Fine Arts Museums of San Francisco

San Francisco, California

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Rhapsodies in Black: Art of the Harlem Renaissance


January 17-March 8, 1998, California Palace of the Legion of Honor

Rhapsodies in Black: Art of the Harlem Renaissance examines a key moment in 20th-century history and brings together approximately 130 paintings, sculptures, photographs, prints, and drawings, with rare archival film and sound recordings of the period.

Cocktails, c. 1926, Archibald Motley, Jr. (1891-1981), oil on canvas 32 x 40 inches, John P. Axelrod, Boston, Mass. Copyright Archie Motley





As the Jazz Age dawned in the early 1920s, African American artists, writers, and musicians flocked to the neighborhood of Manhattan called Harlem. This "Mecca of the New Negro" soon became home to a cultural revolution, known first as the "New Negro Renaissance" and later termed the "Harlem Renaissance." Repercussions of this cultural revolution, which embraced white as well as black artists, were felt around the world. Its sphere of influence extended from the United States to Europe--most notably in Jazz Age Paris--Africa, and the Caribbean. The rich artistic legacy of the Harlem Renaissance ranges from the paintings of Aaron Douglas and Jacob Lawrence to the music of Duke Ellington and Bessie Smith to the writings of Langston Hughes and Zora Neale Hurston.

During the boom years of the 1920s, Harlem was a center for fashion, entertainment, and nightlife for African Americans escaping the segregation, racial persecution, and economic deprivation of the deep South. Taking their inspiration from Harlem's political and cultural milieu and from the responses to African art in Europe, artists contributed to Harlem's excitement by creating art that affirmed their identity and introduced black themes into American modernism. The "New Negro Movement" that flourished there and led to the Harlem Renaissance encompassed not only art, literature, music, film, and theater. It was also manifested by the social freedom of Harlem nightlife and the pursuit of hedonism, image-building and race-building, jazz poetics, progressive or socialist politics, racial integration, and Africa as a source of race pride.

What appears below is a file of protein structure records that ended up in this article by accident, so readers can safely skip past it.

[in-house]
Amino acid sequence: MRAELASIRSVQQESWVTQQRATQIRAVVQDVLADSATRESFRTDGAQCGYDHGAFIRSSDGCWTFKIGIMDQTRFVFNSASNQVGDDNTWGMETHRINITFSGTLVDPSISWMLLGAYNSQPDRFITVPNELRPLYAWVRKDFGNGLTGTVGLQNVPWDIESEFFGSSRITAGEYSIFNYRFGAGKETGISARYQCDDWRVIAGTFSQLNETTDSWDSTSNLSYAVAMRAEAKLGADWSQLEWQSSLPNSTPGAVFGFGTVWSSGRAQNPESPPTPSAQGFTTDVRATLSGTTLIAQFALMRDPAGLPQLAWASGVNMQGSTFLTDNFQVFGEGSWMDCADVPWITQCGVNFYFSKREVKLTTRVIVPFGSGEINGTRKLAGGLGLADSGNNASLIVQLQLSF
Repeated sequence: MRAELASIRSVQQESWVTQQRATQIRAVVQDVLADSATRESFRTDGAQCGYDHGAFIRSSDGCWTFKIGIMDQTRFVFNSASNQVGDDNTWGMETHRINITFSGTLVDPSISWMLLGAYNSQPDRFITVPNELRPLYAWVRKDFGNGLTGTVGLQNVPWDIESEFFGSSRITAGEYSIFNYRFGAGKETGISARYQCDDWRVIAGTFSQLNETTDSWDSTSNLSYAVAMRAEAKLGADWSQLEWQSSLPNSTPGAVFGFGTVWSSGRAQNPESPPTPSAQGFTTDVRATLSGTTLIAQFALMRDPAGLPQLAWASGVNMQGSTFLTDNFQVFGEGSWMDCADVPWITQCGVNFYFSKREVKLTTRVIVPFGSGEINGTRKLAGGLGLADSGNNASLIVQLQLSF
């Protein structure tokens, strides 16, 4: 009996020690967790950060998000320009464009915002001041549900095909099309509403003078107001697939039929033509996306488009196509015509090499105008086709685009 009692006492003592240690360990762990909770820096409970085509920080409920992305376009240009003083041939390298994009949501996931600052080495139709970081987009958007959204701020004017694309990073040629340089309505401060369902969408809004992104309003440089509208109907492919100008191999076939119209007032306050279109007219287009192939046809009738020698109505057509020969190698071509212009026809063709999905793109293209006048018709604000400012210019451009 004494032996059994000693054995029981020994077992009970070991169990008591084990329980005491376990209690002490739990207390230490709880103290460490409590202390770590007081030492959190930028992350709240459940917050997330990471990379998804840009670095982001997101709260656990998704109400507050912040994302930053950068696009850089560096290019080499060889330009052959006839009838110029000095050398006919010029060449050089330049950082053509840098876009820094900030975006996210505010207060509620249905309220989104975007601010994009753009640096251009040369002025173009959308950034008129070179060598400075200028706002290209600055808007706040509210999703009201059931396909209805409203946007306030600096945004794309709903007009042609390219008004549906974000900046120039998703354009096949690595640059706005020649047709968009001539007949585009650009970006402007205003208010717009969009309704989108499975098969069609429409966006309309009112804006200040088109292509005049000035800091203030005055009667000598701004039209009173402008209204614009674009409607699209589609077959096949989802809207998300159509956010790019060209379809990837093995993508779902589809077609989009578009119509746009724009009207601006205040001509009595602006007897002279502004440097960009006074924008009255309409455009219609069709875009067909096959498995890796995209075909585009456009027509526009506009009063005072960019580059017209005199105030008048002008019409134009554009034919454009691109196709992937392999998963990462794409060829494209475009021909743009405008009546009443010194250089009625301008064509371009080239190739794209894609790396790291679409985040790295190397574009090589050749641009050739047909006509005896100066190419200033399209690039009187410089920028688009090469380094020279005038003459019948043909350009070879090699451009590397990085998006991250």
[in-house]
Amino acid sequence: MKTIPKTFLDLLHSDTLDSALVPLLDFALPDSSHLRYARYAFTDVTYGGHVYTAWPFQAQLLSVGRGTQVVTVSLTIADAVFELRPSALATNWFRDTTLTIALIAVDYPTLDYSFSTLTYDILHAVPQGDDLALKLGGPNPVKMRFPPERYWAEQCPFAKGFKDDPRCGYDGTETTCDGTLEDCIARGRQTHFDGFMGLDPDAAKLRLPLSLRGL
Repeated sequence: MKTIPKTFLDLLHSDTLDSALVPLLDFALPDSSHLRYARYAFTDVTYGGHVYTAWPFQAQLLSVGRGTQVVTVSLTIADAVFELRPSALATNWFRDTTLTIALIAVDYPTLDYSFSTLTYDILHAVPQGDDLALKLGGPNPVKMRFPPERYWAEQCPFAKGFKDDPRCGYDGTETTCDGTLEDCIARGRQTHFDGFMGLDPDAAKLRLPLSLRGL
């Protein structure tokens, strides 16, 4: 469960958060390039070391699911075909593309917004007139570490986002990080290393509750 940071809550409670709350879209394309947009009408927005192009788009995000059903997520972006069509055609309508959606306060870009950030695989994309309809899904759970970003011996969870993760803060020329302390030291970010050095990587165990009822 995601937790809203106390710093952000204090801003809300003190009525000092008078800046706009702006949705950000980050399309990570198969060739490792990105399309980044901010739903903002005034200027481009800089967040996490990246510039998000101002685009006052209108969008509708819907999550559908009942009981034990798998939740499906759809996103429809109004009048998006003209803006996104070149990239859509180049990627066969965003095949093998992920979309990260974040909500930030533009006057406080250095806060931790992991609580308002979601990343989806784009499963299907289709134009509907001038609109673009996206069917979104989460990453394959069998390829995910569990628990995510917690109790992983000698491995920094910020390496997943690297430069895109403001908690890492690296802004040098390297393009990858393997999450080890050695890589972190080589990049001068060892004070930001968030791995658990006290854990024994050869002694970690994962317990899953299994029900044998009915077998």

Brown Girl After the Bath, 1931, Arthur J. Motley, Jr. (1891-1981), oil on canvas, 36 x 48 1/4 inches, Collection of Archie Motley and Valerie Gerrard Browne, Copyright Arthur Motley.





The Harlem Renaissance, while centered in a particular section of New York City, was a product of broad national and international social, political, and cultural influences. This renaissance also occurred simultaneously in a number of other urban centers, spawning important artistic enclaves in Chicago, Philadelphia, Baltimore, Boston, Detroit, Washington, D.C., and San Francisco. Many of Harlem's cultural elite and artistic leaders came from these cities and maintained strong ties with them, resulting in a nationwide surge of black group consciousness that has reverberated throughout American culture to the present day.


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For further biographical information on selected artists cited above please see America's Distinguished Artists, a national registry of historic artists.

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